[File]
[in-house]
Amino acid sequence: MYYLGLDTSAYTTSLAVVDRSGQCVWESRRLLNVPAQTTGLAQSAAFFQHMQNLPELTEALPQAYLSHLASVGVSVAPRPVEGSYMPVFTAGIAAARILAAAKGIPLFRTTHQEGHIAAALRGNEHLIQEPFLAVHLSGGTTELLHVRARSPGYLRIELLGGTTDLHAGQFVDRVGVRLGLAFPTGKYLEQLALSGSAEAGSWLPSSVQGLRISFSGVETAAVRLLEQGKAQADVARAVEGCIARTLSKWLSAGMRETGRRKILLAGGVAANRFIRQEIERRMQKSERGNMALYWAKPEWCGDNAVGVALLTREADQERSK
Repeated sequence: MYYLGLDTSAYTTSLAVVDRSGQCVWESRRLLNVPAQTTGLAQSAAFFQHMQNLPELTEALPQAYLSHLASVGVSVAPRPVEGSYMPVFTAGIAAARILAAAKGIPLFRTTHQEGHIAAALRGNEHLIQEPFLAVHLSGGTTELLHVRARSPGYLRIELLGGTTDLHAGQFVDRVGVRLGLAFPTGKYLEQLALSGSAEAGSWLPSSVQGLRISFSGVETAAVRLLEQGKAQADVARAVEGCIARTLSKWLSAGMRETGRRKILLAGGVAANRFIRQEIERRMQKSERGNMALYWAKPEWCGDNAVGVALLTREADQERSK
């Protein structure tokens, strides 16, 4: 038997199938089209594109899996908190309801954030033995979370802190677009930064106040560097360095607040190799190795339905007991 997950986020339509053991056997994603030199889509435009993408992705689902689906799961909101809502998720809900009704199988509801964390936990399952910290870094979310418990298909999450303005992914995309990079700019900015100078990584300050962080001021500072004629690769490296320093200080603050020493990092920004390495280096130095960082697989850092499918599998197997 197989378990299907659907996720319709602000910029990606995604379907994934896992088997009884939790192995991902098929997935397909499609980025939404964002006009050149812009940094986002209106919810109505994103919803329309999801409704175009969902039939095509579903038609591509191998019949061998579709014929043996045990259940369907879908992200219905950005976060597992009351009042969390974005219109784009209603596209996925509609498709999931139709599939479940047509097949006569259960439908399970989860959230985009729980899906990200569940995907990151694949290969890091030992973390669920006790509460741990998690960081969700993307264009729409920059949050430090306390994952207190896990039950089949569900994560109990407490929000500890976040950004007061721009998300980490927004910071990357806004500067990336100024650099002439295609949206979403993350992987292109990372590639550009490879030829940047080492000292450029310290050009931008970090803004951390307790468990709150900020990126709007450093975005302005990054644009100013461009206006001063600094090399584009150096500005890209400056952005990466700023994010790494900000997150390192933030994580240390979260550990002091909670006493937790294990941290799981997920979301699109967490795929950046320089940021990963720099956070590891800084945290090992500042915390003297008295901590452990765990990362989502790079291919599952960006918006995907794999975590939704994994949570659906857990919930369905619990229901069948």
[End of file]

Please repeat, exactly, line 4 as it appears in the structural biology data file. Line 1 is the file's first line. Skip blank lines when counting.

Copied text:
């Protein structure tokens, strides 16, 4: 038997199938089209594109899996908190309801954030033995979370802190677009930064106040560097360095607040190799190795339905007991 997950986020339509053991056997994603030199889509435009993408992705689902689906799961909101809502998720809900009704199988509801964390936990399952910290870094979310418990298909999450303005992914995309990079700019900015100078990584300050962080001021500072004629690769490296320093200080603050020493990092920004390495280096130095960082697989850092499918599998197997 197989378990299907659907996720319709602000910029990606995604379907994934896992088997009884939790192995991902098929997935397909499609980025939404964002006009050149812009940094986002209106919810109505994103919803329309999801409704175009969902039939095509579903038609591509191998019949061998579709014929043996045990259940369907879908992200219905950005976060597992009351009042969390974005219109784009209603596209996925509609498709999931139709599939479940047509097949006569259960439908399970989860959230985009729980899906990200569940995907990151694949290969890091030992973390669920006790509460741990998690960081969700993307264009729409920059949050430090306390994952207190896990039950089949569900994560109990407490929000500890976040950004007061721009998300980490927004910071990357806004500067990336100024650099002439295609949206979403993350992987292109990372590639550009490879030829940047080492000292450029310290050009931008970090803004951390307790468990709150900020990126709007450093975005302005990054644009100013461009206006001063600094090399584009150096500005890209400056952005990466700023994010790494900000997150390192933030994580240390979260550990002091909670006493937790294990941290799981997920979301699109967490795929950046320089940021990963720099956070590891800084945290090992500042915390003297008295901590452990765990990362989502790079291919599952960006918006995907794999975590939704994994949570659906857990919930369905619990229901069948």